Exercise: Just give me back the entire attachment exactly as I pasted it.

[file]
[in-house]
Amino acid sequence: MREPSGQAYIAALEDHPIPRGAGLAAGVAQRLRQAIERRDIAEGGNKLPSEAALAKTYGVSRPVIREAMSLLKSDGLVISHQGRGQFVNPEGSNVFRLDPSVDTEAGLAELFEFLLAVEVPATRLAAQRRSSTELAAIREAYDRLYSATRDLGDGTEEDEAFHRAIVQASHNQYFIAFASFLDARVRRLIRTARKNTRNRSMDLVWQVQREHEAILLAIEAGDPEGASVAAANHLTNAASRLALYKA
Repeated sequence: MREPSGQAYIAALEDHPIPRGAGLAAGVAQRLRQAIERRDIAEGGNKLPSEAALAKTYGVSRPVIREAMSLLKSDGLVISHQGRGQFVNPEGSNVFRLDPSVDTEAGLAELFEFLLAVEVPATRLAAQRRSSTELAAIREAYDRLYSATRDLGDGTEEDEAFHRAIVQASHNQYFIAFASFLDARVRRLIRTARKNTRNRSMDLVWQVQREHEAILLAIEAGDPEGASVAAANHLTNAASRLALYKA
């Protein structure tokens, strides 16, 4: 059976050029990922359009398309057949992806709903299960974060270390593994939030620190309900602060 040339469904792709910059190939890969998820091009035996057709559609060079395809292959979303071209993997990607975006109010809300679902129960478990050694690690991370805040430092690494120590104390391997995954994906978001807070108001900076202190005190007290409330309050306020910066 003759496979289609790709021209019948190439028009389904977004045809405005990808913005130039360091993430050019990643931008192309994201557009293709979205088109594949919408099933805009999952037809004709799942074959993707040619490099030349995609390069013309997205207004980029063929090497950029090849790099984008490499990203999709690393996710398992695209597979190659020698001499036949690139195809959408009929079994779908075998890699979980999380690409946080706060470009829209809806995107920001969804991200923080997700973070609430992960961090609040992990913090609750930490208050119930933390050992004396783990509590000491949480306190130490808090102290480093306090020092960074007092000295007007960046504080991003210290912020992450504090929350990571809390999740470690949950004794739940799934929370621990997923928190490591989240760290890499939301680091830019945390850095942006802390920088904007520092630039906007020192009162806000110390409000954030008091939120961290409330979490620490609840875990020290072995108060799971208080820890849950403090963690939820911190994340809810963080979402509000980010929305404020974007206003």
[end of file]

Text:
[in-house]
Amino acid sequence: MREPSGQAYIAALEDHPIPRGAGLAAGVAQRLRQAIERRDIAEGGNKLPSEAALAKTYGVSRPVIREAMSLLKSDGLVISHQGRGQFVNPEGSNVFRLDPSVDTEAGLAELFEFLLAVEVPATRLAAQRRSSTELAAIREAYDRLYSATRDLGDGTEEDEAFHRAIVQASHNQYFIAFASFLDARVRRLIRTARKNTRNRSMDLVWQVQREHEAILLAIEAGDPEGASVAAANHLTNAASRLALYKA
Repeated sequence: MREPSGQAYIAALEDHPIPRGAGLAAGVAQRLRQAIERRDIAEGGNKLPSEAALAKTYGVSRPVIREAMSLLKSDGLVISHQGRGQFVNPEGSNVFRLDPSVDTEAGLAELFEFLLAVEVPATRLAAQRRSSTELAAIREAYDRLYSATRDLGDGTEEDEAFHRAIVQASHNQYFIAFASFLDARVRRLIRTARKNTRNRSMDLVWQVQREHEAILLAIEAGDPEGASVAAANHLTNAASRLALYKA
């Protein structure tokens, strides 16, 4: 059976050029990922359009398309057949992806709903299960974060270390593994939030620190309900602060 040339469904792709910059190939890969998820091009035996057709559609060079395809292959979303071209993997990607975006109010809300679902129960478990050694690690991370805040430092690494120590104390391997995954994906978001807070108001900076202190005190007290409330309050306020910066 003759496979289609790709021209019948190439028009389904977004045809405005990808913005130039360091993430050019990643931008192309994201557009293709979205088109594949919408099933805009999952037809004709799942074959993707040619490099030349995609390069013309997205207004980029063929090497950029090849790099984008490499990203999709690393996710398992695209597979190659020698001499036949690139195809959408009929079994779908075998890699979980999380690409946080706060470009829209809806995107920001969804991200923080997700973070609430992960961090609040992990913090609750930490208050119930933390050992004396783990509590000491949480306190130490808090102290480093306090020092960074007092000295007007960046504080991003210290912020992450504090929350990571809390999740470690949950004794739940799934929370621990997923928190490591989240760290890499939301680091830019945390850095942006802390920088904007520092630039906007020192009162806000110390409000954030008091939120961290409330979490620490609840875990020290072995108060799971208080820890849950403090963690939820911190994340809810963080979402509000980010929305404020974007206003």